Can contemporary art be très Brooklyn? The answer is yes, if you’re French or negatively predisposed to the sort of idealism taking root in New York’s artiest borough. Part of a movement that has fully flowered in American cities like Chicago and Houston, Kings County’s own seeding of socially engaged art is on view in a survey called “Crossing Brooklyn: Art From Bushwick, Bed-Stuy, and Beyond” at the Brooklyn Museum. Billed as a show focusing on artists who are “engaged with the world,” the exhibition proves by turns inspiring and cringe-worthy. Like genuinely radical politics or Frenchmen in Speedos, it promises to leave few unfazed.
A display that features more than 100 artworks by 35 artists (or artist groups) who live or work in the borough, “Crossing Brooklyn” is committed to examining the area’s “established role as a creative center” but sports a significant subtext promoting the local version of an emerging avant-garde. For those who missed the memo, the past decade has witnessed a gradual shift toward community-centered art on a global scale. A multigenerational response to $58 million Balloon Dogs and $142 million Francis Bacon triptychs, these creative efforts have largely been designed to counteract two historically related phenomena: art’s ongoing gentrification and the cultural effects of rising income inequality. For those who prefer their art to critically address their time, socially engaged art — or, as it’s alternately termed, social practice — may provide a last best hope.
Curated by Eugenie Tsai and Rujeko Hockley, “Crossing Brooklyn” presents works in virtually every medium, including a few most people will have never heard of. Titled after Walt Whitman’s famously expansive “Crossing Brooklyn Ferry,” the exhibition unfolds in the fifth-floor galleries, yet it also spills out onto the museum’s sidewalk and its green areas, not to mention several off-site spaces that include Brooklyn’s streets, its waterways, and not a few square miles of air rights. Like much of the Brooklyn Museum’s popular programming, the show is intended to extend art to a wider public. And like nearly all socially engaged art today, the display is anxiously preoccupied with the new definitions, social responsibilities, and real-world impact of art beyond the confines of the art world.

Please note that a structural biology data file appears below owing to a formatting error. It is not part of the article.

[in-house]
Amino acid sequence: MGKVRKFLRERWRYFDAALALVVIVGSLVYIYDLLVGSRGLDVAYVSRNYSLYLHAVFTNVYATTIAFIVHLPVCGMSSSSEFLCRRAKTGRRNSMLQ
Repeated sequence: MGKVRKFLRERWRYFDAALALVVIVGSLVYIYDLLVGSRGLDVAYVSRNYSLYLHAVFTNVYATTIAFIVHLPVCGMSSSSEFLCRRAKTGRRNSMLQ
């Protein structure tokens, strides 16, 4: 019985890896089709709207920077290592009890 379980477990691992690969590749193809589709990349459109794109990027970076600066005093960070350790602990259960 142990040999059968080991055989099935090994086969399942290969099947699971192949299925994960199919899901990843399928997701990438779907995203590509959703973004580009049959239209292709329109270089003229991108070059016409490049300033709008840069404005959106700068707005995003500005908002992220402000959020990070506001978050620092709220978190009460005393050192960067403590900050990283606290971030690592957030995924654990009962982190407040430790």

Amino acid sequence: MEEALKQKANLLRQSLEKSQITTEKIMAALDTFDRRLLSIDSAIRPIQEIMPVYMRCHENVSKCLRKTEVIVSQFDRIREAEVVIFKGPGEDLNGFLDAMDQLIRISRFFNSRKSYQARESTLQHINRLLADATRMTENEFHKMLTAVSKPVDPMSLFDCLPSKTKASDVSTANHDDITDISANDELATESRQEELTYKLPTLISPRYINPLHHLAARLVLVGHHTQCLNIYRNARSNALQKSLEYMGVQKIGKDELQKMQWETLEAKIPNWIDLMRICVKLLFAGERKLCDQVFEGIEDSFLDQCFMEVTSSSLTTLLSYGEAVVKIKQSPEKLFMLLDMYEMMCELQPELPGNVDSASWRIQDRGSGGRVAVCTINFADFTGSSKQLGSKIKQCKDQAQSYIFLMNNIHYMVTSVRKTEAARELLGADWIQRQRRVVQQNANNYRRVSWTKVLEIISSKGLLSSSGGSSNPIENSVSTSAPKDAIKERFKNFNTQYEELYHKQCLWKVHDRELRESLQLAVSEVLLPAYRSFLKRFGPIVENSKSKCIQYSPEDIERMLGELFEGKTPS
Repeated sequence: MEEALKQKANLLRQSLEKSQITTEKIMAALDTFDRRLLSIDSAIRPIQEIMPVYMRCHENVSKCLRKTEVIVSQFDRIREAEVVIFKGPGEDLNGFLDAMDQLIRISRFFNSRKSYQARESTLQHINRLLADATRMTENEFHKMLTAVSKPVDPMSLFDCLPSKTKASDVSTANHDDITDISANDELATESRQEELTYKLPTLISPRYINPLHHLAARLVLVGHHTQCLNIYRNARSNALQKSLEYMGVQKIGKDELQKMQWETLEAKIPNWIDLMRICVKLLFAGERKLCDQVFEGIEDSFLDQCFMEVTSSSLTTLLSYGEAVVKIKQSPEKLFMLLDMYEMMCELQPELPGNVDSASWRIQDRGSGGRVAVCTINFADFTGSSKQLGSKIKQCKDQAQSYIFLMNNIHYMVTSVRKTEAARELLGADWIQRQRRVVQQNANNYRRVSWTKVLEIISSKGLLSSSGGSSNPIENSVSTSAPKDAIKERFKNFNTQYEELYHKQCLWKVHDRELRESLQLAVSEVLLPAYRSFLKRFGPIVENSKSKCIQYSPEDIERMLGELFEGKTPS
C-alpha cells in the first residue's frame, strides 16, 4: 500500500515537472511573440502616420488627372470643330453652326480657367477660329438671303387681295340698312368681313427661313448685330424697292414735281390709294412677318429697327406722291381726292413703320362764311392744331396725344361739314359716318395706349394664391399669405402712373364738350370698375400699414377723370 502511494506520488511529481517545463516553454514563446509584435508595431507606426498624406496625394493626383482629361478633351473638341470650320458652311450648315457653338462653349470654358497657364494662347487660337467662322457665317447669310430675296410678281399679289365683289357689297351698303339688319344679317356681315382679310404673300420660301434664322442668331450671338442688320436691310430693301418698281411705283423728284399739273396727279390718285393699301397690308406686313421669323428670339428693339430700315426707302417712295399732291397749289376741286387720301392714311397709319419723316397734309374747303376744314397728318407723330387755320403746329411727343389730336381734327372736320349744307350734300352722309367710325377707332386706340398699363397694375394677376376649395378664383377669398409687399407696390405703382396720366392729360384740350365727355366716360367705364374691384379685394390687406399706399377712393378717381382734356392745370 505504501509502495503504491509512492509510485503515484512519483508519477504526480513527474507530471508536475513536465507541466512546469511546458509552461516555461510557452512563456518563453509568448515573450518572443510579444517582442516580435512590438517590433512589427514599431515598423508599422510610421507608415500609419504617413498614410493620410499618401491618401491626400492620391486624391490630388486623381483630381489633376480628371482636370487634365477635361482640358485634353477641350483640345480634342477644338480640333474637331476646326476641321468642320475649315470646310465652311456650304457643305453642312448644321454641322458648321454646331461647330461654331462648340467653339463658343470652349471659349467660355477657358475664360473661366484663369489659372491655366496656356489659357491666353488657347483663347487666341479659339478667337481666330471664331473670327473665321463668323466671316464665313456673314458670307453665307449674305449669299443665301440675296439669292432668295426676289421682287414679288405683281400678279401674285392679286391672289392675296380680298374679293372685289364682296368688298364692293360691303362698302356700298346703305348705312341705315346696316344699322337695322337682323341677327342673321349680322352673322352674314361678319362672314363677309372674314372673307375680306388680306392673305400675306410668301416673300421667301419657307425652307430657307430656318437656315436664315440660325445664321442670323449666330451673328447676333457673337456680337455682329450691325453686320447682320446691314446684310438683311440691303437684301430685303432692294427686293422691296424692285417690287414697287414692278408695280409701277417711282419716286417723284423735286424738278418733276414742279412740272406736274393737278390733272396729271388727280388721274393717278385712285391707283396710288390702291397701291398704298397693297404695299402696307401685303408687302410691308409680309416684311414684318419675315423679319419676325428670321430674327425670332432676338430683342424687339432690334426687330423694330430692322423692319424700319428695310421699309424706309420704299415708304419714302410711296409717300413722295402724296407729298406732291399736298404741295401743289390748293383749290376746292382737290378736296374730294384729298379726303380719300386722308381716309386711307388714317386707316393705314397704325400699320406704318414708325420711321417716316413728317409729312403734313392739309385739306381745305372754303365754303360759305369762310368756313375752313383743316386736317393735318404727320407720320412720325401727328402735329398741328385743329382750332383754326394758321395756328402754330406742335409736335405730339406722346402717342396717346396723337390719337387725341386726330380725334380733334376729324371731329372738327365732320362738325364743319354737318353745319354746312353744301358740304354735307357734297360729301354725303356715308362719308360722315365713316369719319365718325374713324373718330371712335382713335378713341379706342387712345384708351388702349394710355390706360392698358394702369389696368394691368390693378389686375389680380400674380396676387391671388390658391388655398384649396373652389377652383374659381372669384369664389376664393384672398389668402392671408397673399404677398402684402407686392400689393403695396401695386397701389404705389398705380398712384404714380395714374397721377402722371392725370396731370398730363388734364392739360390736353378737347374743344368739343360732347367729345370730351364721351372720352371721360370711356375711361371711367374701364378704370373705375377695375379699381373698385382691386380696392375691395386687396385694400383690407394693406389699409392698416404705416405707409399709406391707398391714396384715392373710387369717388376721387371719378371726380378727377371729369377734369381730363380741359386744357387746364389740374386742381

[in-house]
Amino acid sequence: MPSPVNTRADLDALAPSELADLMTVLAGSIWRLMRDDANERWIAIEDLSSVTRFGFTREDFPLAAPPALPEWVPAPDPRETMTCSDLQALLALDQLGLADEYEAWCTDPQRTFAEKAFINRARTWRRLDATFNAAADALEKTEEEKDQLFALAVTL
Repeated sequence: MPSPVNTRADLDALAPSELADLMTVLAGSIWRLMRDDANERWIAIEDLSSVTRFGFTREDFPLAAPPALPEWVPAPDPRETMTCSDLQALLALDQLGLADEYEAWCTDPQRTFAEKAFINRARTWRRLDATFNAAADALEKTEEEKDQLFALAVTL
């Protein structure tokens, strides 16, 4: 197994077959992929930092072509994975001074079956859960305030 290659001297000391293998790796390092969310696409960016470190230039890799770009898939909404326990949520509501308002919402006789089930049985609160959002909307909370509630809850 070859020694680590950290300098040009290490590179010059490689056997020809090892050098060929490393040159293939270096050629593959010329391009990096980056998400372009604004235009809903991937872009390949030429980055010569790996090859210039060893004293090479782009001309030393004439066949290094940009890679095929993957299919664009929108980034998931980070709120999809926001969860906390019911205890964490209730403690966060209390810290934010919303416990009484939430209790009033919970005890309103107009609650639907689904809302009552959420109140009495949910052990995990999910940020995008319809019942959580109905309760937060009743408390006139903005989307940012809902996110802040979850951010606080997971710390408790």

The product of visits to many of the borough’s reported 4,600 studios, “Crossing Brooklyn” varies wildly in form, execution, and quality. The number of clunkers on view is shocking at first — until you consider the amount of reflection that goes into reinventing art’s wheel, one struggling artist at a time. For every hermetic John Cage–inspired performance (Gordon Hall) and instance of someone bundling up twigs to make a photo-diary (Matthew Jensen), you’ll see an equal number of cases of winning innovation and downright usefulness. Among the latter are the greenmarket, vegetable gardens, and bicycle-generated “Energy Hub Station” that Linda Goode Bryant and the Project Eats collective have parked right outside the museum. Among the former, there’s Miguel Luciano’s videotaped record of his work with a rural community in Kenya. A flat-screen representation of the artist making self-portraits-as-kites with children, the work is not just Million Dollar Arm–moving, it actively demonstrates how art, like sports and learning, can open up unfathomed possibilities in people’s lives.
Other works in this vein coalesce around a couple of tropes that have emerged jointly with the rise of social practice. The first is the alternative-economy ideal, which in “Crossing Brooklyn” takes on several manifestations. The most activist of these is Heather Hart’s “Bartertown,” a temporary marketplace established to get perfect strangers to trade everything — goods, services, songs, experiences — except currency. The second features an increasingly popular think-by-walking artist’s motif (by my count, six show participants pick up on this peripatetic notion). Its most eloquent exponent is the adventurous Marie Lorenz, whose elegant multiscreen-and-balsawood installation, Archipelago, shows her traveling NYC’s mysterious waterways to update Diogenes’ dictum, solvitur ambulando: It is solved by boating.
Whatever you think of their heart-on-their-sleeve work, these artists deserve credit for doing something so huge it’s almost foolhardy — pitting art’s symbolic and activist power against the laissez-faire effects of raw finance. Skeptics may consider the struggle against Goliath’s instrumental values a mismatch, but it’s hard not to root for the Davids’ long-term odds. Battle lines are drawn: See this show and decide which side you’re on.
This article from the Village Voice Archive was posted on October 29, 2014